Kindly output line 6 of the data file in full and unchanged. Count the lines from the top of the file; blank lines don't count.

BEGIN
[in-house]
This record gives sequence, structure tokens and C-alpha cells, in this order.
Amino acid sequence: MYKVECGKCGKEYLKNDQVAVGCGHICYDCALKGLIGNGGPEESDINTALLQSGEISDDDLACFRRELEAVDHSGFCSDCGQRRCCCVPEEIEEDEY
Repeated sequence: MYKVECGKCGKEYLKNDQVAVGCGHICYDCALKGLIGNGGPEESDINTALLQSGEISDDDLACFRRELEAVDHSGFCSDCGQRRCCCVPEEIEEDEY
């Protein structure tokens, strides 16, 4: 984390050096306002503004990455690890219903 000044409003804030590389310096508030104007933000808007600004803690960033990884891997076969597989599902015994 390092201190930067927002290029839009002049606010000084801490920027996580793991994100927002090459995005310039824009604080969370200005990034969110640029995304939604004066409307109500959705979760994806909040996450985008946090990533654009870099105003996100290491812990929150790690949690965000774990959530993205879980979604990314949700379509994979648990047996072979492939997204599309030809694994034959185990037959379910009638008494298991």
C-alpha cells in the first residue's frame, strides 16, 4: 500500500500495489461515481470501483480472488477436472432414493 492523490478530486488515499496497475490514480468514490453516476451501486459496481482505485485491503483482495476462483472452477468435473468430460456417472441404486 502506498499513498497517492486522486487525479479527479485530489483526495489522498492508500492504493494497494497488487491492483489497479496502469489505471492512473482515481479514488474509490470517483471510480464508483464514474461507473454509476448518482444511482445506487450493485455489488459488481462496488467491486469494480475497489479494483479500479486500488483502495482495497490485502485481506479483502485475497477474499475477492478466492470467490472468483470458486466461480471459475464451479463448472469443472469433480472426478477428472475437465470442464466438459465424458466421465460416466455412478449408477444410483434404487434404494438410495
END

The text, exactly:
C-alpha cells in the first residue's frame, strides 16, 4: 500500500500495489461515481470501483480472488477436472432414493 492523490478530486488515499496497475490514480468514490453516476451501486459496481482505485485491503483482495476462483472452477468435473468430460456417472441404486 502506498499513498497517492486522486487525479479527479485530489483526495489522498492508500492504493494497494497488487491492483489497479496502469489505471492512473482515481479514488474509490470517483471510480464508483464514474461507473454509476448518482444511482445506487450493485455489488459488481462496488467491486469494480475497489479494483479500479486500488483502495482495497490485502485481506479483502485475497477474499475477492478466492470467490472468483470458486466461480471459475464451479463448472469443472469433480472426478477428472475437465470442464466438459465424458466421465460416466455412478449408477444410483434404487434404494438410495